Creating Energy with Every Step You Take


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Pavegen has developed paving slabs to convert energy from people's footsteps into electrical power. Image: Pavegen

Years ago, while at Loughborough University, in Loughborough, UK, Laurence Kemball-Cook was looking for ways to generate power and energy in open spaces away from the grid. The solution he came up with revolved around the very steps we take.

“[I thought of] the energy from people’s footsteps in a busy train station and what if you used the energy from every single step?” says Kemball-Cook, now the CEO of London-based Pavegen Systems.

He built the first prototype of the energy-harvesting tile that would become the heart of his business in just 14 hours in the lab. Over the years, however, he believes he created as many as 600 prototypes to perfect the technology.

A large-scale outdoor installation in Washington, D.C. is one of the company’s 150 projects around the world. Image: Pavegen

“With wood and small mechanical devices, I demonstrated what was possible, that when you stood on tile it could generate energy,” he says. “In the end, it came down to looking at a number of different ways of generating energy. Piezo wouldn’t do it because the voltage is high but the current is absolutely tiny. Even if you’re talking about a billion footsteps, piezo electricity would not be viable as an energy source. Other ways are down to electromechanical harvesters. A magnet going on a coil was a popular way and was cost effective.”

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The first iteration of the technology was fairly basic. “We didn’t use self-enameled wire so they actually had to make a mold that would set the wire in resin and in production it had massively high costs,” says Kemball-Cook, whose bachelor’s degree was in industrial design and technology. “It just wasn’t an efficient production process.”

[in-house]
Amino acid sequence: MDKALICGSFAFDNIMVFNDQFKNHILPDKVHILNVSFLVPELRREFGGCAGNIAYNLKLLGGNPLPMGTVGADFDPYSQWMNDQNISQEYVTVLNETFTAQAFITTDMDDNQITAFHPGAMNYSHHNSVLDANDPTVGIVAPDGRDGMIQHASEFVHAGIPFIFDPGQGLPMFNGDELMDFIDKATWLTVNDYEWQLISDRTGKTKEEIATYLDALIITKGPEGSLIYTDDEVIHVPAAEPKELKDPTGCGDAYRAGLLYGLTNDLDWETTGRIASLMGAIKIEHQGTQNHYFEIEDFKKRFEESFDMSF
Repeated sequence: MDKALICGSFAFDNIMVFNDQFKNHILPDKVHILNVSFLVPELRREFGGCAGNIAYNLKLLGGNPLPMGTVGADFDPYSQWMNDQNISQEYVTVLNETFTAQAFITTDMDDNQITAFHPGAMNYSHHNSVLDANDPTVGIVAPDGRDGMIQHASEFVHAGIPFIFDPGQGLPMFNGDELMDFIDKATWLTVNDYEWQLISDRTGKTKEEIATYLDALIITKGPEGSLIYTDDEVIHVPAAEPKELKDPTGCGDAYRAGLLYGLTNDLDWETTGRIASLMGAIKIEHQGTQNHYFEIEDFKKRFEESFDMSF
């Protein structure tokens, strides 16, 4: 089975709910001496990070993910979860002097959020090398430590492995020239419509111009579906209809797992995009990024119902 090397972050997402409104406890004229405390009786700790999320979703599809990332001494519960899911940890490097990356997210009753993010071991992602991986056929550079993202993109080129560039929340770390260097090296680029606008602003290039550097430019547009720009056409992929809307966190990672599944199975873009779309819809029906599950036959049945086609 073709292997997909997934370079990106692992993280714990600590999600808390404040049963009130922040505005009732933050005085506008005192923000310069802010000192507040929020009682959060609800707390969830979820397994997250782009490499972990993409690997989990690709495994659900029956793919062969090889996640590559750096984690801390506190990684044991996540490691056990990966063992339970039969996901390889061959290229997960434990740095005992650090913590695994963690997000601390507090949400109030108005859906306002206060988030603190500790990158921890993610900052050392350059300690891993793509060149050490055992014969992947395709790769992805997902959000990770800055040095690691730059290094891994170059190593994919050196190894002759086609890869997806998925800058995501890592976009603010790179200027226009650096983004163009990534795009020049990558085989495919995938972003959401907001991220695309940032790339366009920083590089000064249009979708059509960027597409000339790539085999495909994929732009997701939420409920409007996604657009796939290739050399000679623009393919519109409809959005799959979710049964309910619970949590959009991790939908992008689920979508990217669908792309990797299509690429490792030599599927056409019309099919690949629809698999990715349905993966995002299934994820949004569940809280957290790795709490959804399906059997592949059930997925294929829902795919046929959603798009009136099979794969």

According to Kemball-Cook, in its present state, the pavement technology works this way: Every time you walk on the tile, the downward force of your footsteps is converted into rotational energy, which is then stored within a flywheel, which acts as a temporary storage device and filter. The flywheel, set two to three inches deep in the tile, rotates up to five seconds and every time it rotates, a series of magnets and copper coils pass over it.

“One linear meter of Pavegen in a certain environment could generate ten kilowatt hours of energy per year, per linear meter and obviously, you could scale up or scale down,” he says. “Eventually, the technology when it’s scaled up could save a municipality money. But we don’t anticipate that for some years.”

The other value to the company is the data collected from a tile. “You can use the energy from people and get a footfall understanding throughout the day,” he says. “Is it busy in the morning or through the day? It can [also] help with areas like traffic management, making sure streets are cleaned appropriately based on footfall.”

Pavegen has had many clients, including Google and Cisco, and has delivered their tiles to businesses on multiple continents. Some of their tiles have even made their way to Dupont Circle in Washington, D.C. he says.

And, according to Kemball-Cook, there are even more steps to come, so stay tuned.

Eric Butterman is an independent writer.

[I thought of] the energy from people’s footsteps in a busy train station and what if you used the energy from every single step?

Laurence Kemball-Cook, CEO, Pavegen Systems, Ltd.

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March 2018

by Eric Butterman, ASME.org